April 17: Media and Thermodynamics

Tega Brain is an artist making eccentric engineering, work that intersects art, ecology & engineering. Eccentric engineering reimagines technologies to address their scope and politics, with a focus on externalities and unintended consequences. She has exhibited at Haus der Kulturen der Welt, Berlin, the Science Gallery Dublin, Eyebeam in New York City and the Australian Centre for Design, Sydney. Tega is a fellow at Data & Society NYC and is an Assistant Professor of New Media at SUNY Purchase.

Nicole Starosielski is Assistant Professor in the Department of Media, Culture, and Communication at New York University. She is author of The Undersea Network (2015), which charts the development of transoceanic cable systems, beginning with the nineteenth century telegraph network and extending to today’s fiber-optic infrastructure. She is also co-editor of Signal Traffic: Critical Studies of Media Infrastructure (2015), Sustainable Media: Critical Approaches to Media and Environment (2016), and the “Elements” book series at Duke University Press. Her current project, Media Hot and Cold, traces the relationship between media technologies, embodied perception, and thermal conditions.

April 24: Expanding Soundscape: Experiments in Field Recording

Kevin T. Allen is a filmmaker and sound artist who makes ethnographically imbued “sound-films” in Vietnam, Sri Lanka, India, Peru, Bolivia, Argentina, the Wild West, and the migrant farm worker community of Immokalee, Florida. Recent research leads him to find culture not exclusively in human forms, but also inherent within physical landscapes and material objects. His work is featured internationally at museums and festivals and is funded through the Jerome Foundation. He is a part-time assistant professor of sound and filmmaking at The New School.

Maile Colbert is an intermedia artist and educator with a concentration on sound and video. She holds a BFA in The Studio for Interrelated Media from Massachusetts College of Art, an MFA in Integrated Media/Film and Video from the California Institute of the Arts, and is currently a Research Fellow towards a PhD in the Estudos Artísticos program in the College of Social and Human Sciences at the Universidade Nova de Lisboa. She has had multiple screenings and exhibits, and has performed and screened widely in Japan, Europe, Mexico, and the States.

May 1: Everyday Forms of Innovation: Africa Contemporary

Sean Jacobs is on the international affairs faculty of The New School. A native of Cape Town, South Africa, he studied there, at Northwestern University and the University of London. He has held fellowships at The New School, Harvard University and NYU. His writings on African politics, reality television, the internet and soccer, have appeared in/on The New York Times, Jacobin, The Guardian, Volkskrant and Chimurenga Chronic.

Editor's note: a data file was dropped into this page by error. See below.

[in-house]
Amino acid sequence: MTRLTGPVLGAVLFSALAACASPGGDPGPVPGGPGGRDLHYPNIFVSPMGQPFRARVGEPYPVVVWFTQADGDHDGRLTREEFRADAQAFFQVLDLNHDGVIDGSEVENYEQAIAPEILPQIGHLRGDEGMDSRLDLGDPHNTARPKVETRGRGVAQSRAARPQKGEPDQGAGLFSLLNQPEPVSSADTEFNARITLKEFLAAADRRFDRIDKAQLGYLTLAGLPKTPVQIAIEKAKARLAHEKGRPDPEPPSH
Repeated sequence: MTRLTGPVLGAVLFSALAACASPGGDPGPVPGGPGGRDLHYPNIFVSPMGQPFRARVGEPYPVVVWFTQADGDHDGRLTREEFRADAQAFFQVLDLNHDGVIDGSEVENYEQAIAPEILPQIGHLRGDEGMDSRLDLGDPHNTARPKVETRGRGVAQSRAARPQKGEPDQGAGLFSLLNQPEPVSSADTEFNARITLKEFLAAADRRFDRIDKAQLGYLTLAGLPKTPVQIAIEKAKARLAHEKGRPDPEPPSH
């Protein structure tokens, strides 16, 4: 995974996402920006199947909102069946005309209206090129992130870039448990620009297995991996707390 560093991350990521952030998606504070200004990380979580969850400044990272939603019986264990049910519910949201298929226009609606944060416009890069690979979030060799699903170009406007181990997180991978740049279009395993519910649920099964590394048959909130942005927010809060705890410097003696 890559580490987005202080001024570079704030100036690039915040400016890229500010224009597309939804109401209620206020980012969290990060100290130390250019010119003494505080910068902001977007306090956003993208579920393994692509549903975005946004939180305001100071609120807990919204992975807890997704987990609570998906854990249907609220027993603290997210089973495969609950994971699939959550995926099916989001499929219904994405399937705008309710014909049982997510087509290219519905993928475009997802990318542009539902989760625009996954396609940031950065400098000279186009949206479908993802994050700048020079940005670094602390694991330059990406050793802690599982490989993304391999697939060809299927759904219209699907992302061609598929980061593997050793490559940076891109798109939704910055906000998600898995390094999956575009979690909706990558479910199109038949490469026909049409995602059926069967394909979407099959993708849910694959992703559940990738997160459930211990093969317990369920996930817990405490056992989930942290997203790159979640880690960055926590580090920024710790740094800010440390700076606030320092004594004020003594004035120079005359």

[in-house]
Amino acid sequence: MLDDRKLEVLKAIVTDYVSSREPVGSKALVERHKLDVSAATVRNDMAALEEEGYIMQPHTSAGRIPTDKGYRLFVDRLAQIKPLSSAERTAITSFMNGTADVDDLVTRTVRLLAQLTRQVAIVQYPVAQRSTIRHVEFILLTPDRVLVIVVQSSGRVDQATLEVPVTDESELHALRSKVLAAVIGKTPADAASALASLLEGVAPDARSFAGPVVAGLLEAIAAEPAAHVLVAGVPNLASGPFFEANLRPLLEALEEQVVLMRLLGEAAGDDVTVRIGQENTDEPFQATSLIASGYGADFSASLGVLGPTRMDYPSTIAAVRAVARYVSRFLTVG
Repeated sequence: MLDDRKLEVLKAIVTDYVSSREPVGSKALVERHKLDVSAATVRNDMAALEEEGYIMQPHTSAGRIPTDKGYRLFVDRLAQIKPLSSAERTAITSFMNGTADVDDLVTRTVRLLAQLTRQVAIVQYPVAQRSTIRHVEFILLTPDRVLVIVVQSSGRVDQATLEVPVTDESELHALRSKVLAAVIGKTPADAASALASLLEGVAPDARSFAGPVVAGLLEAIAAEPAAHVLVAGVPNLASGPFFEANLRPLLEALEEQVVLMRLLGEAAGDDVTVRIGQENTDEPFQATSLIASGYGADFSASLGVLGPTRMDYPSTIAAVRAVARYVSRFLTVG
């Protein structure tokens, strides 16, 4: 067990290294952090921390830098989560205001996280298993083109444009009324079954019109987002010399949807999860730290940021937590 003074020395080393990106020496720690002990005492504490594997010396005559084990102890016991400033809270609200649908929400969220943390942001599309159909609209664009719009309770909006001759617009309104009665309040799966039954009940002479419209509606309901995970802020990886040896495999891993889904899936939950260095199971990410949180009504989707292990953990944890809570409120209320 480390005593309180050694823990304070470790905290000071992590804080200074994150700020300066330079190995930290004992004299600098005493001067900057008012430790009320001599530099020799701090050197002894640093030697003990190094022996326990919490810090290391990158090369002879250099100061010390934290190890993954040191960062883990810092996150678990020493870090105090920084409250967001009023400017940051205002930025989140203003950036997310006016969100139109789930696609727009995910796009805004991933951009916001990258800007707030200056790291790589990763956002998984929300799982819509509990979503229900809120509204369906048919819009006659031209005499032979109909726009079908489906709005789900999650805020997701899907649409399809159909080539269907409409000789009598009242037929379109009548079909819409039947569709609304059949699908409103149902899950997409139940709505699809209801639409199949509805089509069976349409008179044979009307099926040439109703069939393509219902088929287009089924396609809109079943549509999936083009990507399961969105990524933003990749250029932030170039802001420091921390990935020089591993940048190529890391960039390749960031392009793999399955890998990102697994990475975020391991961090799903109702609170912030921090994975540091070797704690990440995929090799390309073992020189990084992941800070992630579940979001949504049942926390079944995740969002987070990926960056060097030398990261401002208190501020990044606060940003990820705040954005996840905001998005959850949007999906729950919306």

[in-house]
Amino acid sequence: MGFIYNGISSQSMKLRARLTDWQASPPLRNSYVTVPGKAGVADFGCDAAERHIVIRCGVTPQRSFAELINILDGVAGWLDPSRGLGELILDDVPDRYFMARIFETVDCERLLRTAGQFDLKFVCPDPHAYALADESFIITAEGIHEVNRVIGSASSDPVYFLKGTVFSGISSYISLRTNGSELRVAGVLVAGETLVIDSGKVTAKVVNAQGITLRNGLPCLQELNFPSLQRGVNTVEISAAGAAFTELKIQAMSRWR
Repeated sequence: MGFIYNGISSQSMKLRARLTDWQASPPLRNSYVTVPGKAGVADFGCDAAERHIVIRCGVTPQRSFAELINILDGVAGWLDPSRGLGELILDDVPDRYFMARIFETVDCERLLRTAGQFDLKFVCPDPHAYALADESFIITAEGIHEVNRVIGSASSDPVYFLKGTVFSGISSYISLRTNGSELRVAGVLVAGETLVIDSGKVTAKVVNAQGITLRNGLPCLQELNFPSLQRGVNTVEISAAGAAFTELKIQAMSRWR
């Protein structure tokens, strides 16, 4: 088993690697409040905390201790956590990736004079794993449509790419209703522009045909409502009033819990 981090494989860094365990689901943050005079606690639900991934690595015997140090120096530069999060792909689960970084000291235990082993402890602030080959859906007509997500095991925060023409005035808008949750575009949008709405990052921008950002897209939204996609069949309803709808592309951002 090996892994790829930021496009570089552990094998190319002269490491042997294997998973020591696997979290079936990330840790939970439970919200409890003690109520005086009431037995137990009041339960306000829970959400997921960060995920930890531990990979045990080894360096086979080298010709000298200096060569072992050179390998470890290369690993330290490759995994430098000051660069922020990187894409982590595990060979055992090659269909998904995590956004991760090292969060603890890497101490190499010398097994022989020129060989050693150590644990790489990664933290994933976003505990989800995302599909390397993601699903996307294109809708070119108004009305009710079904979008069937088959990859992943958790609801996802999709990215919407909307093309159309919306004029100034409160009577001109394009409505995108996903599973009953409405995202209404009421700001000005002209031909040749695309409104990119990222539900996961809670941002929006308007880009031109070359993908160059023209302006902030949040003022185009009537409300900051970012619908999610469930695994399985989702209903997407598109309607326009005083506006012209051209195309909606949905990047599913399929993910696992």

Clapperton Mavhunga is an associate professor of science, technology, and society at MIT. His professional interests lie in the history, theory, and practice of science, technology, innovation, and entrepreneurship in the international context, with a focus on Africa. He is the author of Transient Workspaces: Technologies of Everyday Innovation in Zimbabwe (MIT Press, 2014), and has just finished editing a volume entitled What Do Science, Technology, and Innovation Mean from Africa? which explores STI in Africa from an archaeological, historical, philosophical, anthropological, STS, engineering, development, and policymaking perspective. Mavhunga’s second monograph—on tsetse fly as a site of African knowledge production—is finally finished after extensive further research and is expected late 2017 or early 2018.

Categories
Classes

Sound + Space

Co-taught with Barry Salmon, graduate seminar elective

Sound is not something merely projected into a space. Space is not merely sound’s container. To the contrary, sound has the potential to define space, to create metaphorical walls. Sound “happens” in space; its waves traverse a distance from source to ear. Furthermore, both sound and space have a structural design, an architectonics. This seminar addresses the sonic qualities of space, the spatial properties of sound, and the myriad other links between space and sound. We will begin by addressing theories of space – particularly those that acknowledge the role of sound, or silence, in shaping and giving character to space. We will then move on to examine some historical examples in which sonic and spatial constructions have worked in concert to define a place in time. The remainder of the semester is devoted to a variety of sound/space applications: artists crafting spaces out of sound, architects creating sonic spaces, sonic landscapes and sculptures, sound in mediated spaces, and auditory media’s role in shaping spaces or demarcating boundaries. Everyone will be asked to complete one mid-semester paper on a topic of his or her choice, and a final group project – either a substantial research paper or a creative project. Throughout the semester, additional assignments will be developed collaboratively between instructors and students. Through the completion of these exercises and weekly reading assignments, weekly attendance, and occasional field trips and guest speakers, students will leave the class familiar with a new body of theory, appreciative of the connections between these seemingly unrelated concepts, and aware of how sound shapes the world we live, and listen, in.

Spring 2014: Syllabus | Class Website

Spring 2008: Syllabus

Fall 2005: Syllabus | Flyer | Archived Website